4. Helper: Many in America want to help, even if they don’t know. Helpers will try to answer your questions, but their knowledge is shallow, and what they share is incomplete and inaccurate. When you probe more deeply, you find this out. I tend to have shorter conversations with Helpers, but I do leave them feeling good about themselves. If I sense they are open, I will ask if they can refer me to a more knowledgeable source, especially when they admit, “I really don’t know,” when I probe more deeply. They sometimes give great referrals since they feel guilty that they couldn’t have helped more. They can be anywhere in the company.

Armed with elicitation skills–and an awareness of the person’s DiSC behavior and their pre-disposition towards sharing versus what they know– is very empowering for you whether interviewing people at trade shows, through cold calls or win loss interviews.

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2 Responses

  1. You refer and link to DiSC but your image is from a different DISC profile. The morning for Everything DiSC and DiSC Classic created an even distribution of people across styles. It is confusing because DISC is a model and many instruments built upon it use the word in their name.

  2. I agree with you that DISC is probably better than MBTI – especially when done remotely. DISC is essentially very similar to the Merril-Reid Social Style matrix that I’ve been using since the mid-1990s. This was devised in 1981 – and is almost the same as DISC. (I think the only differences are a few of the names – e.g. Thinker is “Analyst” in the Merrill-Reid model. This was extended anyway by a husband and wife team (See: Bolton & Bolton, 1984).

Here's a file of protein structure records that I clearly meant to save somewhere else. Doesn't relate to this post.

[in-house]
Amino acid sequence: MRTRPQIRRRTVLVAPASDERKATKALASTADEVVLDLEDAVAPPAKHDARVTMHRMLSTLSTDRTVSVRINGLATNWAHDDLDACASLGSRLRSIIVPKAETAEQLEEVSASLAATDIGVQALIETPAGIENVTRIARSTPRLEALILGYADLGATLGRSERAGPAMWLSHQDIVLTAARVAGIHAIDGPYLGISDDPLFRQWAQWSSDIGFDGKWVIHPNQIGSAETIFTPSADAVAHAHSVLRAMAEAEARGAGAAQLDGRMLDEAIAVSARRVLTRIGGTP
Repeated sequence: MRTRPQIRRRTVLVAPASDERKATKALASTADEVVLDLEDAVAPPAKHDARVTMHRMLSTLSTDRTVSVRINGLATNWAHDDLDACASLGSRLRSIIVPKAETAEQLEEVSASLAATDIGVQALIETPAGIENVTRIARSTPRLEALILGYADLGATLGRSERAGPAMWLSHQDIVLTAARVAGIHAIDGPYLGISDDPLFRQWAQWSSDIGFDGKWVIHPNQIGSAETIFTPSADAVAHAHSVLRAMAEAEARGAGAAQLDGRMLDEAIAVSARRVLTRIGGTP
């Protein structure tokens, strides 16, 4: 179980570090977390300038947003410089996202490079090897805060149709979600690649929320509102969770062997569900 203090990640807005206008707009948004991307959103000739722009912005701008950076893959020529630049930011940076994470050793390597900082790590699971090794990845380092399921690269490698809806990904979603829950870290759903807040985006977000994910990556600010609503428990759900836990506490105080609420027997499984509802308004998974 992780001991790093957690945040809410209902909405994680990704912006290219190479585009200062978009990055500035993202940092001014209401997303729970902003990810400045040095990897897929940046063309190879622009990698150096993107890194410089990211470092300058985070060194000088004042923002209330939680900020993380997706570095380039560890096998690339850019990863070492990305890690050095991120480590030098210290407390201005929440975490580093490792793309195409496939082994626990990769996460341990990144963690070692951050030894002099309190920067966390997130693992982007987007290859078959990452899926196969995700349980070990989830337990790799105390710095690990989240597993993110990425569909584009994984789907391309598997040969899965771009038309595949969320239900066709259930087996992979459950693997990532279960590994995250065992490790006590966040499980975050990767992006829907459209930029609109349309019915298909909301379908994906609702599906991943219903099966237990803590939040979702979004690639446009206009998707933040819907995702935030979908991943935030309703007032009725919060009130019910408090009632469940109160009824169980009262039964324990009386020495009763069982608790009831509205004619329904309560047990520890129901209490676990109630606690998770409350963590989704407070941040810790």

I now use NLP principles – of which these are all essentially a subset. NLP also teaches a more holistic approach overall that helps explain the exceptions. (The way I was taught it – relating to DISC is to imagine the typical “Driver” who in the office is assertive – even aggressive. He (normally a He in this context) comes home and all he wants is to put his feet up, have a whisky and relax. He has stopped being a Driver and may have moved into another box. DISC, etc. can explain this when you look at the impact of stress on individuals – where they move from one box to another. The fact is that work, many people are more stressed than at home and so move into a different box.

    This means that when you put them in a box, you do so because of how they are reacting to you. An NLP presupposition is that you need to build rapport with people you are working with – and that you can then influence them. It is how politicians work – and you can influence people using specific language patterns – which then helps you get what you want from them.